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The Rational, the Emotional, and the Controversial

In Ads and other executions on May 3, 2012 by Jox Tagged: , , , , ,

Ads have various approaches in showcasing a product/brand. When it comes to getting attention and imparting information, certain approaches fit the brand well. However, there are some ads that choose to disrupt consumer thoughts for its very sake.

THE RATIONAL

When introducing a new product whether under a known brand or also a completely new one, the ad should be rational. The basics must be covered: What is it? What does it do? Why should I buy it? The last question can play a bit on emotions such as celebrity associations or consumer reflections/realizations.

Just because an ad is rational it doesn’t meant it should be literal. That is an insult to the consumer especially when the product is a common consumer good. Even ads on technology and gadgets don’t go for the literal approach rather on educating and exciting the consumer via product showcase.

Colgate Sensitive Pro-relief directly approaches the problem of having sensitive teeth. Skeptical passers-by are challenged and they prove to themselves that the product works right then and there. The approach is direct: present the problem, attack it by presenting the product as the solution, solve the problem. Yet the ad does not just show a slide of the product’s function but incorporates consumer views to add to the authenticity which further convinces minds.

THE EMOTIONAL

When a brand has achieved a strong equity, meaning across all indicators from awareness to loyalty the brand is healthy, an emotional approach can be used. Emotional ads can reveal a truth about the brand, banking on the affinities of the consumers towards it. Although sometimes the product calls for an emotional approach such as Insurance companies. It would be weird if their ads sounded like their agents presenting a 15-year platform on returns on investments.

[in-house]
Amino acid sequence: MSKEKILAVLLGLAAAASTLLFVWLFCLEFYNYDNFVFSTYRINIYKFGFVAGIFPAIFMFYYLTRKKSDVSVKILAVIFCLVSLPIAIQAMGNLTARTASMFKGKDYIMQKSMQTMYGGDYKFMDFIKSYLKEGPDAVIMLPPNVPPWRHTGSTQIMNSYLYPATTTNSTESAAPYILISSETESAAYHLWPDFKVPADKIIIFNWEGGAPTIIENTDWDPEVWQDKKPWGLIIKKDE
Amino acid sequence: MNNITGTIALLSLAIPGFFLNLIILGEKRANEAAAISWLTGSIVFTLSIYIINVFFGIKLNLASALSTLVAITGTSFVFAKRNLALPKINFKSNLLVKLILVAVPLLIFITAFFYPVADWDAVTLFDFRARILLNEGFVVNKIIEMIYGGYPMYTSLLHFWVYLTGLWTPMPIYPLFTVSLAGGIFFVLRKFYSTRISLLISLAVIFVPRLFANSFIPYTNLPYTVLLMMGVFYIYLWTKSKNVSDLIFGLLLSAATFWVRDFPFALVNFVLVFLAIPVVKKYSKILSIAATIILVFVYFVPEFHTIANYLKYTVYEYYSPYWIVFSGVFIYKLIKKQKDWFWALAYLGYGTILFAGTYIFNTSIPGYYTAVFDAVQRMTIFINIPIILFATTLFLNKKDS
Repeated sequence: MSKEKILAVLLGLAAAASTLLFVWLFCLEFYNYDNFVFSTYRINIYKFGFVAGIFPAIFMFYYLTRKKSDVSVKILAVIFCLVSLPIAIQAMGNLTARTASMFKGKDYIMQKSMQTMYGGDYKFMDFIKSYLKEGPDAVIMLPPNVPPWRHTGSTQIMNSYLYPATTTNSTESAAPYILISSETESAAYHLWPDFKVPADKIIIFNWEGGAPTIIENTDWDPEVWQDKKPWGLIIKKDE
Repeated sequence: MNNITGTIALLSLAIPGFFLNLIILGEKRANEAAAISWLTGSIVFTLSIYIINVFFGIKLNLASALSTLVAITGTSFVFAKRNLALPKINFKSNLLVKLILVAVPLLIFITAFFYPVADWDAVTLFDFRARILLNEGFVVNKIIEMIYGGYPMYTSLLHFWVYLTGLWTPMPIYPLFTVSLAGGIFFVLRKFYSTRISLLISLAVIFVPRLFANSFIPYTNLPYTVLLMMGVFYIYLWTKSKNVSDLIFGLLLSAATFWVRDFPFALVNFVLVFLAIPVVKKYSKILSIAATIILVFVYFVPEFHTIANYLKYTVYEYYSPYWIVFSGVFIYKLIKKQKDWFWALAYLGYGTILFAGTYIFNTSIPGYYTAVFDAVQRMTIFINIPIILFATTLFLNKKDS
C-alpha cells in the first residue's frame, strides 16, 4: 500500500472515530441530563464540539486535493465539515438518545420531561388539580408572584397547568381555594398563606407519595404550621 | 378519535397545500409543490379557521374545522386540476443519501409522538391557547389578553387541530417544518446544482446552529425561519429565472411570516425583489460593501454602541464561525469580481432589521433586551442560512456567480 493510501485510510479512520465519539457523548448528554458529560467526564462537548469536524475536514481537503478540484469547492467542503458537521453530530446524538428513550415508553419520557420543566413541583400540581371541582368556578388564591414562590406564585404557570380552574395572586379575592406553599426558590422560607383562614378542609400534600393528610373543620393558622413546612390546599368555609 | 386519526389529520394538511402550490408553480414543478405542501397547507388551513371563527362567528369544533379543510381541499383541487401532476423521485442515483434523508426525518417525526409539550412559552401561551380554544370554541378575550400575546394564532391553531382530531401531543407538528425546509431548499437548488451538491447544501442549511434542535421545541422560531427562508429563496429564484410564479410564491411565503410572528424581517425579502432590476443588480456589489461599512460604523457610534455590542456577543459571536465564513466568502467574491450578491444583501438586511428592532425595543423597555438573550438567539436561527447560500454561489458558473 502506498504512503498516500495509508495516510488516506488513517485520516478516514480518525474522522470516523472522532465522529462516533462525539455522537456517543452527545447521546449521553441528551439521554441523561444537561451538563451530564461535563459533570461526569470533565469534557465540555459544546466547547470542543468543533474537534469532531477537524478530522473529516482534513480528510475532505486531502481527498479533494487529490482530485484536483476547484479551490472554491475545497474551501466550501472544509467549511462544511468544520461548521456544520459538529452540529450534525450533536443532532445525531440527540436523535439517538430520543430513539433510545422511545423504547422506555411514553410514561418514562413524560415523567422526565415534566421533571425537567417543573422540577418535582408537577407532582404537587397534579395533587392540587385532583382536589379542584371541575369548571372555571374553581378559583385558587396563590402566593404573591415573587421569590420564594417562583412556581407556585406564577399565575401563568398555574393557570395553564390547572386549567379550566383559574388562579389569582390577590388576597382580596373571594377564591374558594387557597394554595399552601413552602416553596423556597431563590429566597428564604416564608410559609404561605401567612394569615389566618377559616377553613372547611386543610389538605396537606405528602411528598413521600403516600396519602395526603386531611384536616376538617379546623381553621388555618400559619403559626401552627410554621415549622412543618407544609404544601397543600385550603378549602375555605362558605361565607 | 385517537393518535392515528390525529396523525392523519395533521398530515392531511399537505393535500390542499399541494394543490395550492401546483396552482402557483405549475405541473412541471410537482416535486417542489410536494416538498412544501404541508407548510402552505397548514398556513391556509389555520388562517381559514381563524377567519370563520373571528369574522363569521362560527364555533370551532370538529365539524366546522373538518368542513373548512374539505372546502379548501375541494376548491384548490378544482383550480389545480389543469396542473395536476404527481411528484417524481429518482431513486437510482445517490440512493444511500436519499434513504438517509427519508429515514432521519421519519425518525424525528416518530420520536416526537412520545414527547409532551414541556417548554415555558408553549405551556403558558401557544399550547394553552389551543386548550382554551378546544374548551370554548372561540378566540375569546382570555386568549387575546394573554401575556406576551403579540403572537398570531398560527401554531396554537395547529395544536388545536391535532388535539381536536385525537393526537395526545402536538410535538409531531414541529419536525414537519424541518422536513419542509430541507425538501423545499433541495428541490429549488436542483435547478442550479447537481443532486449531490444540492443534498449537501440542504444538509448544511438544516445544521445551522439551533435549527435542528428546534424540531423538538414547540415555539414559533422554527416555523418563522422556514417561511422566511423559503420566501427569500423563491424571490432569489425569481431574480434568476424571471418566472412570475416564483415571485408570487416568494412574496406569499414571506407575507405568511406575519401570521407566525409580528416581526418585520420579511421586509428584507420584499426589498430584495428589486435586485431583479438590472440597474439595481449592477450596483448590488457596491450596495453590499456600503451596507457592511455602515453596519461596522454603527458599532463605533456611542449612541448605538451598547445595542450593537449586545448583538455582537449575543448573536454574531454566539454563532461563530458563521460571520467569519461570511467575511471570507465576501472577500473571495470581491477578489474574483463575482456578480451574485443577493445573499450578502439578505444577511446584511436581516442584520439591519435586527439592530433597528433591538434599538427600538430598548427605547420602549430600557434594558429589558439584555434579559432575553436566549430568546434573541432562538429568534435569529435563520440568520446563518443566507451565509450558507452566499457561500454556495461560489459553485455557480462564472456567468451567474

This Thai insurance ad has been known for its heavily dramatic ads. It does not underestimate the human power to love. And with love comes security and sacrifice. The ad highlights a riveting story that can happen to anyone.

THE CONTROVERSIAL

Ads that evoke adverse reactions for the sake of attention. There are a plethora of these featuring topics on religion, sex, and politics. They can be satirical or downright brutal. They work but may not necessarily be in a good way. Controversial ads are usually used by advocates that bring a marginalized issue mainstream. Controversial ads vary per country and culture.

Controversial ads like this one are done intentionally. They grab attention and gather different reactions. Any reaction is good. United Colors of Benetton has always touched on diversity and unity. The idea is simple yet the execution has exaggerated it to gain publicity.

WARNING: Example ad may be offensive.

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One Response to “The Rational, the Emotional, and the Controversial”

  1. Have you ever considered publishing an ebook or guest authoring on other blogs?
    I have a blog based on the same topics you discuss and would really like to have you share some stories/information. I know my visitors would value your work.
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